Innovations in indexing have creating powerful new tools - but most investors don't know about them
While the number of index funds has exploded in the last 15 years, most traditional index funds use the same basic approach they used more than 30 years ago. In many fields, new innovations and technology are creating powerful new tools and options so you should not be surprised to know that recent innovations now enable sophisticated investors and advisors to use enhanced index fund strategies that offer compelling advantages over traditional index funds. Since traditional indexing is already superior to many other approaches, enhanced indexing is a powerful option. Properly used it could meaningfully enhance your current portfolio. Unfortunately, most investors have never heard of enhanced indexing.
Differences between traditional and enhanced approaches to indexing
Like traditional index funds, enhanced index funds offer the advantages of low operating costs, low turnover, and diversification. However, they also utilize a variety of additional enhancement strategies. Though specifics vary, some of the more common enhancement strategies include:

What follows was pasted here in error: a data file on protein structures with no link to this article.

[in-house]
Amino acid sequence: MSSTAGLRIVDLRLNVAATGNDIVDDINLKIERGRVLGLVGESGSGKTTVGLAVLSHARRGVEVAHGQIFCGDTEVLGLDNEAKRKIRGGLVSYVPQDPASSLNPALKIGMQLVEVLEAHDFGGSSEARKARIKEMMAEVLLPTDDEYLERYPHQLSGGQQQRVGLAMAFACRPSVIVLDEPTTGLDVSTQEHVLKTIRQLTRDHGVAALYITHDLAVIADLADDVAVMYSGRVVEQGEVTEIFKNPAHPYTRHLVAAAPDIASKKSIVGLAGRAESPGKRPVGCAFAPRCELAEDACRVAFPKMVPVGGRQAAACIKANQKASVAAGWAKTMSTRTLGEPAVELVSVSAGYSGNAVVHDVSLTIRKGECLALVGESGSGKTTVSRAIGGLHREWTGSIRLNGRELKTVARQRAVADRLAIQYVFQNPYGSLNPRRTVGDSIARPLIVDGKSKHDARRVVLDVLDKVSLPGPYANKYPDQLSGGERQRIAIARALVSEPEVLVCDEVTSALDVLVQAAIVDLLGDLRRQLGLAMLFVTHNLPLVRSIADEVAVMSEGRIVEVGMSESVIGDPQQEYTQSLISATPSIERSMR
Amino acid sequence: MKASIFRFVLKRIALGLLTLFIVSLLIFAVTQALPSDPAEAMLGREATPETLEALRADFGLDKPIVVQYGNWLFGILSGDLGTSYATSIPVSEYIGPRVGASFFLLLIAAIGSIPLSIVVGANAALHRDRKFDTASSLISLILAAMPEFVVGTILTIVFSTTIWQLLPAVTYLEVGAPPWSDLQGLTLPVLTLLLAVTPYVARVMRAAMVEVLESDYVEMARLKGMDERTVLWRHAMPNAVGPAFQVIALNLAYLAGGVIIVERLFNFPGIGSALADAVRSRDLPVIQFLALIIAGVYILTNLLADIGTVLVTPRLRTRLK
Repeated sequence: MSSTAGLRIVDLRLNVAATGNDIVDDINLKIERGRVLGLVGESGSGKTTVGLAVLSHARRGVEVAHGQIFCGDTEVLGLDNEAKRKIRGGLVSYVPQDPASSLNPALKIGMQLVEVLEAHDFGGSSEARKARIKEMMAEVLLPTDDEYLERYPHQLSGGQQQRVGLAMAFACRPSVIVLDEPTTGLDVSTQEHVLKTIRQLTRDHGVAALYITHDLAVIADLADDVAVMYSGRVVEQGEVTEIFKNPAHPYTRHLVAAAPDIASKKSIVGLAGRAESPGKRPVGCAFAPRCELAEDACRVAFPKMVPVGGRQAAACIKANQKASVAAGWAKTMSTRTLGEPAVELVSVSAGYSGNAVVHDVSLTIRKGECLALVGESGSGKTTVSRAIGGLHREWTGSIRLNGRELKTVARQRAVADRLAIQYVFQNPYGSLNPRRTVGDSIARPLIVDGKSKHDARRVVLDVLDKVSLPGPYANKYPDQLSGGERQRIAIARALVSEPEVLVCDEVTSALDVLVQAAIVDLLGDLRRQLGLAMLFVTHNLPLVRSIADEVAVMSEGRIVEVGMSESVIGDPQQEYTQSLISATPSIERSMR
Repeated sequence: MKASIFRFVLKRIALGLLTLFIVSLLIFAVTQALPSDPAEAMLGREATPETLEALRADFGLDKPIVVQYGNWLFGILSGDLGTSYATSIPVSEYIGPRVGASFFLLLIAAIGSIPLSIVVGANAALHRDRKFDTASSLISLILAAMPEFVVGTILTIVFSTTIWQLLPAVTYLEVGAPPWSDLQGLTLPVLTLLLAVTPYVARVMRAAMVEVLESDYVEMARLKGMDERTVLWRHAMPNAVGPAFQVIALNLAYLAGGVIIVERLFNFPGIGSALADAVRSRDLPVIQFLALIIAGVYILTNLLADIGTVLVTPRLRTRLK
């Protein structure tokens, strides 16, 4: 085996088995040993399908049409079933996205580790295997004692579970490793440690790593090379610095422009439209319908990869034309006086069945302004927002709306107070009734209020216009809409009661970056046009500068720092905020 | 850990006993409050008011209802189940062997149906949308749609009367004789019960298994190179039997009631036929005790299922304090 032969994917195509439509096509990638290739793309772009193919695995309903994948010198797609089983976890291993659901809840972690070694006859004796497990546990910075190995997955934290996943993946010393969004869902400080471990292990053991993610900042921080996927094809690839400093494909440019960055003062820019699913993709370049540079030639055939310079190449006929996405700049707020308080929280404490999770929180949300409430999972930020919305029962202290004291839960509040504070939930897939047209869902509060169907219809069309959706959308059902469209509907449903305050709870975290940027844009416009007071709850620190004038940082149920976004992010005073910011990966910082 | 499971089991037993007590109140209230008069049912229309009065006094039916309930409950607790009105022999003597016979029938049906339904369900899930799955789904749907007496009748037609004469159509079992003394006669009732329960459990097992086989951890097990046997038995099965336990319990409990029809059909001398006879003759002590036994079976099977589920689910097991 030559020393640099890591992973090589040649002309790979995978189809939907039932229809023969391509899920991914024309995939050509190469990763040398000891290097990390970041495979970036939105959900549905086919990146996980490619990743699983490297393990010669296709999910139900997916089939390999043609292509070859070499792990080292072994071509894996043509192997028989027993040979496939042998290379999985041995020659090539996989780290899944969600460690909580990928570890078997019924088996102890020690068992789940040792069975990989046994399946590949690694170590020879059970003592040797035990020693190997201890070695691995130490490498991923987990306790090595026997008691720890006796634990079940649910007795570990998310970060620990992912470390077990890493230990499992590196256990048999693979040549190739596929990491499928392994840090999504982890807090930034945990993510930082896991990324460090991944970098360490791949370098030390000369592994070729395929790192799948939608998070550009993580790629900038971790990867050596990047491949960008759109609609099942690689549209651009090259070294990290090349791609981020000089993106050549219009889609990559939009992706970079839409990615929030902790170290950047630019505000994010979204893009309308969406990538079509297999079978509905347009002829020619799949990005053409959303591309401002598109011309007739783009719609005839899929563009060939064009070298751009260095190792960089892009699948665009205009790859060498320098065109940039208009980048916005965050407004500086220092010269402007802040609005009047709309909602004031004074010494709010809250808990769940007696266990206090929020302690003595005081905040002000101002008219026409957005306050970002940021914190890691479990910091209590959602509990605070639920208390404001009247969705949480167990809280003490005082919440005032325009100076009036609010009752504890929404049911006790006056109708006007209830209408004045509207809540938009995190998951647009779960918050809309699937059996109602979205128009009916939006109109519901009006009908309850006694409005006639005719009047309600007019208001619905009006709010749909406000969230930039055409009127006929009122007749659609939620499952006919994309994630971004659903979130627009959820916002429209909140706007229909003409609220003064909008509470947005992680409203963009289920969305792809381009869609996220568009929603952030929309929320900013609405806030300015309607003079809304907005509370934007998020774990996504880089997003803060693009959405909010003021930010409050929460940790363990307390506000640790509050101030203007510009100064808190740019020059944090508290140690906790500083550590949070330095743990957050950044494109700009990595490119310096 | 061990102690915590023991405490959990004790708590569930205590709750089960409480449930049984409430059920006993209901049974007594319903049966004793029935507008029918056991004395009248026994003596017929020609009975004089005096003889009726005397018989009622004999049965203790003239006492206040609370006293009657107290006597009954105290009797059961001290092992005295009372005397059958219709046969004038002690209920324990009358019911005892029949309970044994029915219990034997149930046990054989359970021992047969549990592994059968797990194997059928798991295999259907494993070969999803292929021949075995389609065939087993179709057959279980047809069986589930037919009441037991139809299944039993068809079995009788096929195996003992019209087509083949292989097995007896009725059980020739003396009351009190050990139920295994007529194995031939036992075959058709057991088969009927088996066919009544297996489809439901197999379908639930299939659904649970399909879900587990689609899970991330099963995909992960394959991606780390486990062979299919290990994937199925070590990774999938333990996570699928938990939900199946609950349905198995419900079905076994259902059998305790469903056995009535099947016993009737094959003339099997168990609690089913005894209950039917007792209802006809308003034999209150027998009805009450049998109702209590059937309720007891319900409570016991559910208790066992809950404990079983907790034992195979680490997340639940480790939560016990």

- Index Construction Enhancements - Instead of relying on external indexes created by third parties like S&P or Dow Jones, enhanced index managers often create their own indexes and use different strategies to optimize them for better performance.
- Exclusion Rules - Some enhanced indexes eliminate securities likely to reduce performance that would be otherwise included in traditional indices (e.g. companies with excessive debt or those in bankruptcy).
- Trading Enhancements - Utilizing intelligent trading algorithms, some enhanced index funds create value through trading (e.g. by buying illiquid positions at a discount or by selling more patiently than traditional index funds).